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Letter From Ed: The Changing Face of Retail
Many major retailers are looking at returnables, especially plastic pallets and containers, because of the perceived system benefits.
By Dr. Ed Brindley
Date Posted: 11/1/2000
As the Christmas shopping season draws near, my thoughts turn to the future of retail.
Undoubtedly, the futures of retail and packaging — including pallets — are intertwined. The rapid expansion of major retail chains and the emergence of e-commerce alternatives have led to the erosion of many small, local retailers. Increasingly, the power is being consolidated in the hands of a few major players such as Wal-Mart, The Home Depot, and Amazon.com. Consolidation of power gives the retailer the leverage to dictate packaging options.
Many major retailers are looking at returnables, especially plastic pallets and containers, because of the perceived system benefits. Plastic packaging promises several benefits: it runs smoother in automated warehouses, reduces clutter and product damage, decreases labor needs, eliminates packaging waste, and improves unit load tracking. Some of these benefits are not exclusive to plastic but appear to be more easily attainable with it.
The rush to plastic has not been as fast as many plastic boosters predicted. Although Wal-Mart is implementing returnable plastic containers in its stores and other grocery retailers are testing the concept, the wood pallet remains the backbone of distribution. When you boil it all down, the wood pallet is still the lowest cost packaging for many shipping scenarios.
So where does retail go from here? The "experts" predict that the amount of merchandise bought online will skyrocket. Will the convenience of shopping at home outweigh the wait and shipping charges? Let’s face it: not every single item lends itself to e-commerce. When looking to buy a hammer, a construction worker will more likely stop by the closest hardware store than go online. Products that are bought on an as-needed-basis will continue to be predominantly purchased from a local supplier. Specialty items or unique sizes work well with e-commerce because not every retail store can carry everything a customer may want. Overstocked merchandise or close-out items also lend themselves to online shopping.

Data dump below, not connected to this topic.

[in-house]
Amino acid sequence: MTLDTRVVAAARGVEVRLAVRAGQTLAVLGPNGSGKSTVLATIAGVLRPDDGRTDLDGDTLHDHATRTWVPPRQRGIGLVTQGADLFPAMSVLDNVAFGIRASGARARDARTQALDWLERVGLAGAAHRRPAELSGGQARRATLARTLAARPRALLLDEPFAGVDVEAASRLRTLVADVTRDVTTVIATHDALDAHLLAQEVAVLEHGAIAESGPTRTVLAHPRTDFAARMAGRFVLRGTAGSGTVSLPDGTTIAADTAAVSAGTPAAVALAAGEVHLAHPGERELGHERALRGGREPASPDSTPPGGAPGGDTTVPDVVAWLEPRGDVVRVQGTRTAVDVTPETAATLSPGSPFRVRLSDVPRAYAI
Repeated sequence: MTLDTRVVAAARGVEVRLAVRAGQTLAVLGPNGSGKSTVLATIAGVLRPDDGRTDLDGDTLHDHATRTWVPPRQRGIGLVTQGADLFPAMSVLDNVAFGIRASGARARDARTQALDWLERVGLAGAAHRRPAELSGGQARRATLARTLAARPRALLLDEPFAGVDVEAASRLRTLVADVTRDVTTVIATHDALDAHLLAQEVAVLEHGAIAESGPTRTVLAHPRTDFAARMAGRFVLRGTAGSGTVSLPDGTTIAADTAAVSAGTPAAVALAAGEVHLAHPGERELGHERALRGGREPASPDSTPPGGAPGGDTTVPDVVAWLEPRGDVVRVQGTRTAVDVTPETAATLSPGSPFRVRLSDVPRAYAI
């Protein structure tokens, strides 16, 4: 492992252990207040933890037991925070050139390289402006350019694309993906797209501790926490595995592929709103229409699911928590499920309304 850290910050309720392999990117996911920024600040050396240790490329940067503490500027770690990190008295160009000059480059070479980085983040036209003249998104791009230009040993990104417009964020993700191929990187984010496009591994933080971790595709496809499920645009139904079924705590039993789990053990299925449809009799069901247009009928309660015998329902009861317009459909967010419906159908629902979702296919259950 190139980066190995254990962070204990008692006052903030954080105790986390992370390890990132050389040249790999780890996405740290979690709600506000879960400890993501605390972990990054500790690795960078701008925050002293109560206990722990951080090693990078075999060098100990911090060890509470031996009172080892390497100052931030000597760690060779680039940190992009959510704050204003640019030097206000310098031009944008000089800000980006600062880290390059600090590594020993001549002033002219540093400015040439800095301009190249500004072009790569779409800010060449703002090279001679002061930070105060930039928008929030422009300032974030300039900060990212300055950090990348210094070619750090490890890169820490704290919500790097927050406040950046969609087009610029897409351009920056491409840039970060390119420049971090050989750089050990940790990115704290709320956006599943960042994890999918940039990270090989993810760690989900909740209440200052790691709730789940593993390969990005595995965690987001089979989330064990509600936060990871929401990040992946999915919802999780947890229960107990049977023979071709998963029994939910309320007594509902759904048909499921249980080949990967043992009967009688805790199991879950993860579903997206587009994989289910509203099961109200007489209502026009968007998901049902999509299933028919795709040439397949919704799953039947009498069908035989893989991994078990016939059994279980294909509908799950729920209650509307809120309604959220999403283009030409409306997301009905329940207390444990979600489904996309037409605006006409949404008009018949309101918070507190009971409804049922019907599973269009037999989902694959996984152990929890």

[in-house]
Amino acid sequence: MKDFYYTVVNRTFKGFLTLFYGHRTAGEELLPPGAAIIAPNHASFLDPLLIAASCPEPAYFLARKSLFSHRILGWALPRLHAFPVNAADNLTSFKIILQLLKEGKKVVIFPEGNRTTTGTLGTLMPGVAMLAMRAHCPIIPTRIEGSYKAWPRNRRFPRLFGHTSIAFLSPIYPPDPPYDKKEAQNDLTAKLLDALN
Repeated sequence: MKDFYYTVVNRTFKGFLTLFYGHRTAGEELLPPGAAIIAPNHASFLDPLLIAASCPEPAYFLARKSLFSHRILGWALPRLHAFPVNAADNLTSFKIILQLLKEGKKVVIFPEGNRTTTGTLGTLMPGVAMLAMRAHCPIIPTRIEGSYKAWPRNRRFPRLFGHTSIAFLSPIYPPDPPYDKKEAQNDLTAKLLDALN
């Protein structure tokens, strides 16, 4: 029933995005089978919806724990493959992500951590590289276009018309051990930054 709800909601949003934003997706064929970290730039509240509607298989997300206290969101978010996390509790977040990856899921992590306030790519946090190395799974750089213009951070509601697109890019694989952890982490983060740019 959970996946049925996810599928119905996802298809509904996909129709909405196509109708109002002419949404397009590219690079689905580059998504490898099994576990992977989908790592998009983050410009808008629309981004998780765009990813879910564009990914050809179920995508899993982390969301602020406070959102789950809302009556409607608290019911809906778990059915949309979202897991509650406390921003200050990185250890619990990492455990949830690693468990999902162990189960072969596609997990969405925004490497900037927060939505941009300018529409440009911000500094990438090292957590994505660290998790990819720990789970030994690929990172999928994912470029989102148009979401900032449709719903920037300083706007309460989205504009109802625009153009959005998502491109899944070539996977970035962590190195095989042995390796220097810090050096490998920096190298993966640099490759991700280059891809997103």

Increased online shopping is forecasted to reduce the size of unit loads. More and more items bought in small quantities online would cause the number of small parcel shipments to soar.
Retailers with both physical and online stores are converging the two, offering customers more options. For example, grocery store customers will have the option of ordering online and having the product delivered or prepared for pickup. The growth of advance ordering online will add individual order picking functions to the typical store. Radio frequency identification tags placed on all merchandise will lead the way to more customer self-checkout while improving freshness tracking and reducing theft.
No matter which of these predictions come true, demand for white wood pallets should remain steady for a long time. Several major retailers will likely push for plastic pallets or pallet pooling. But the majority of products should continue to be shipped on wood pallets due to the cost of returnables and the headaches of managing them.
Although plastic pallets provide many benefits, the initial purchase price and the replacement cost can be very expensive. Retrieving pallets and containers requires discipline and extra paperwork, which is unnecessary for expendable packaging. Bickering over lost packaging can result in ill will between supplier and retailer. In the end, returnable programs add an extra level of complexity even when they are being "managed" by a third party.
Wood pallets also have a value on the open market, but it may be more difficult to convert a few stray plastic pallets into dollars.
In the minds of most materials handling and packaging professionals, the word "returnable" is synonymous with plastic packaging. However, returnable can as easily refer to wood, corrugate or metal packaging. Most wood and corrugate packaging designed for reuse requires stronger materials and design than expendable ones. But most customers have been unwilling to pay for it.
In time, the market will dictate who wins. My money is on overall growth for all packaging with wood pallets remaining the dominant choice for many years.